President Barack Obama, after initially lending his support to organized labor, has stepped back from the fights spreading in state capitals from Wisconsin to Tennessee, leaving union officials divided about his tactics.
Democratic officials said that with Obama heading into battles over the federal budget, a plunge into the fray over public-sector collective bargaining could weaken his position as a deal-maker in Washington.
Obama is eager to occupy the political center, Democratic officials said, to help him forge a bipartisan deal on the nation's long-term finances that could strengthen his position heading into the 2012 election. Obama has already tacked to the center on taxes, on trade and by working to forge stronger ties with business leaders.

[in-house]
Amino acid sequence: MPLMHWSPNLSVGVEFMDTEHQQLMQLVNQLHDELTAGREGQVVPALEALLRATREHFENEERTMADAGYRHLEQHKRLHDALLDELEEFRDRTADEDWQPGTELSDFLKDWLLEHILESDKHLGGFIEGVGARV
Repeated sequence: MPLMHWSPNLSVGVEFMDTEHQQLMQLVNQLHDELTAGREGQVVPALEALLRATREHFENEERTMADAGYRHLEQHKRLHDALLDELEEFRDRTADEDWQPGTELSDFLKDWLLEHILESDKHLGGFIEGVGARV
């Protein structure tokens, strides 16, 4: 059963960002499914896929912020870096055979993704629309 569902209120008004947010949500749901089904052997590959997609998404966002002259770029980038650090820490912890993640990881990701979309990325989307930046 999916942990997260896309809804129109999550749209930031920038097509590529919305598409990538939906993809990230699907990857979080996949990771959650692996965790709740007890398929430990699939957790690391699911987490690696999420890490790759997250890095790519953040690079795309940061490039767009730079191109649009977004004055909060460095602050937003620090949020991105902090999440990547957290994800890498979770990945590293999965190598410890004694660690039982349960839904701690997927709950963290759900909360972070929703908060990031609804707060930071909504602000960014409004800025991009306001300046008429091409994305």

For their part, many union leaders worry that White House involvement could harm their case that the protests and political actions in the capitals of Wisconsin, Ohio and Indiana are grassroots, organic movements.
"I don't think the president's involvement in making this a Republican and Democrat issue would be particularly helpful at this point," said Andy Stern, a former president of the Service Employees International Union.
But others say Obama, as the leader of the Democratic Party, should do more to help the labor movement, which provides money and grassroots organizing muscle for Democratic candidates and whose power is now threatened by Republican efforts to curtail collective bargaining rights.
"Everybody is looking to the president on this one," said Amy Dean, a labor activist and former AFL-CIO official in California. "The grassroots infrastructure of the Democratic Party is organized labor."
Rep. Raul Grijalva (D., Ariz.), a co-chairman of the House Progressive Caucus, agreed. "There's a bully pulpit there that the president has, and it needs to be used," he said. "I don't think you can turn the cheek on this one."